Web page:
With a steady breeze blowing out to straight away centerfield, the Chicago Cubs and San Diego Padres combined for 34 hits and 23 runs in a 12-11 victory for the Padres in front of 5,325 fans in Peoria, Arizona.
The prime hitting conditions made mince meat of starting pitchers Chris Volstad and San Diego's, Clayton Richard. The slugfest featured four home runs and eight doubles.
Richard, the Chicago White Sox product who was a key feature in the Jake Peavy deal, made a strong impression with San Diego immediately after he was dealt. However last season his strikeouts per nine innings tailed off 43.7 percent and his season was cut short in July thanks to shoulder surgery.
If Thursday was any indicator, Richard has not regained his form as he was batted around to the tune of nine runs (eight earned). Out of gas by the fifth, Chicago dinged two over the wall while two more fell just short careening off the fence.
His counterpart was not much better. Volstad is penciled in as the Cubs fourth starter, but was banged up for six runs and nine hits. Volstad had been strong thus far, but as is his modus operandi, too many of his pitches found too much of the plate and Padres hitters made him pay.
The Cubs were ahead 11-6, but two relievers were tagged for six runs in the final three frames to cough up the lead and the game — a foreboding sign for Cubs fans.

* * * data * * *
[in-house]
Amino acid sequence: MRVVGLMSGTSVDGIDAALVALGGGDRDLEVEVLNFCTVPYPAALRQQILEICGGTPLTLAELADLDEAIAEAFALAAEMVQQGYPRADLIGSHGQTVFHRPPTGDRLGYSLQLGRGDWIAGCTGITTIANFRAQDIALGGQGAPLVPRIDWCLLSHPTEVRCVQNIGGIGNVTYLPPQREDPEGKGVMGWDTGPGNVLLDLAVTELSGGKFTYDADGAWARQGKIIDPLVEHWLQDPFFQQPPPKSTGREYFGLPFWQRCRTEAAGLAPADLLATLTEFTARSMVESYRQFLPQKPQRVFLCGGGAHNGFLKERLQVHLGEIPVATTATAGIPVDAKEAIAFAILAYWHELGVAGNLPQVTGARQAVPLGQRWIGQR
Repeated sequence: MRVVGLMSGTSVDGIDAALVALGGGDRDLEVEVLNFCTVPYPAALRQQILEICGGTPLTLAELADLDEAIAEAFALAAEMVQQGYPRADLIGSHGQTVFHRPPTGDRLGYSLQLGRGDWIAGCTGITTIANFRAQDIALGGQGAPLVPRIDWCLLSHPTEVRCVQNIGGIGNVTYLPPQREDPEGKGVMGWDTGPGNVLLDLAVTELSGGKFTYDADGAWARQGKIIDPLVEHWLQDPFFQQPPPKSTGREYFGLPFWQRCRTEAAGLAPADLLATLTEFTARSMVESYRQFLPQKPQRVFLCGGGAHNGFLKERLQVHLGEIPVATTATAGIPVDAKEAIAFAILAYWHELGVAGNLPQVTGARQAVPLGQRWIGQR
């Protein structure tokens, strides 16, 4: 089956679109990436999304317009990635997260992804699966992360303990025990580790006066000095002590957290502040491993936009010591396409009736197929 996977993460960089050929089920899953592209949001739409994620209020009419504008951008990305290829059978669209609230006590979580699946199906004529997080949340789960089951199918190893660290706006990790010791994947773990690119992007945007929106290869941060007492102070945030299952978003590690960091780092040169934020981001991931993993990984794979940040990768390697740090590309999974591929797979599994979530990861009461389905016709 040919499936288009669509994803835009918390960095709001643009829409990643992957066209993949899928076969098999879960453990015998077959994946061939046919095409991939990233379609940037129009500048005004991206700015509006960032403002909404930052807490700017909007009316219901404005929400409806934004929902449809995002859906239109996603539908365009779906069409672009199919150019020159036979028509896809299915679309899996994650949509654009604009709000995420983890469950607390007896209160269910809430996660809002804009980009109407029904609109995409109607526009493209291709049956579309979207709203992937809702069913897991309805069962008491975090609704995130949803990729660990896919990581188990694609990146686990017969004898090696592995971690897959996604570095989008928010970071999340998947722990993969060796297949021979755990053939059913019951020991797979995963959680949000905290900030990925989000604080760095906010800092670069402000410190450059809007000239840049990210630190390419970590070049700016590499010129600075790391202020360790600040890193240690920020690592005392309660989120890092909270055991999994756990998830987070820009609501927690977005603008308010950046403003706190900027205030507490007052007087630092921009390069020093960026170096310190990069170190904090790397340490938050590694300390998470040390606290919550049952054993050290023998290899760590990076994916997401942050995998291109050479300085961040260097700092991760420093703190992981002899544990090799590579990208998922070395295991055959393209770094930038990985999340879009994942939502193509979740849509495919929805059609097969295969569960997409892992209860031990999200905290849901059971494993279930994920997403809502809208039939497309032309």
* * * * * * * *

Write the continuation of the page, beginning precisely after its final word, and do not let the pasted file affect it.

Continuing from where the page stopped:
After eliminating one curse, new Chicago team president, Theo Epstein, goes after another in the Windy City. Epstein has essentially said — the franchise will not be built in a day — and it will be built sustainably via the farm system.
As for this season, the starting pitching will be similar to a typical Chicago spring, running hot and cold and very unpredictable. Persistent rumors here in Arizona still have Matt Garza on the trading block as he is their most valuable commodity.
The team's strength is the talented and youthful double play combo of Darwin Barney and Starlin Castro.
Oddsmakers have the Cubs at 73.5 wins. If Garza is traded before June, the under 73.5 is a safe play. The only saving grace is Houston doesn’t change leagues until next year, which means Chicago will not finish last in the Central Division.
The San Diego franchise has to do what teams like Milwaukee and Minnesota and Cleveland before them did — draft and cultivate star players that put people in the seats, while filling out the rest of the roster with role players. It's the only recipe for a small market team to turn into a contender.
The Pads might already be on the right track with Cameron Maybin and Yonder Alonso. Nick Hundley, Chase Headley and newly acquired Carlos Quentin, also fit the mold as above average, bargain veterans.
San Diego is projected to win 74 games in 2012.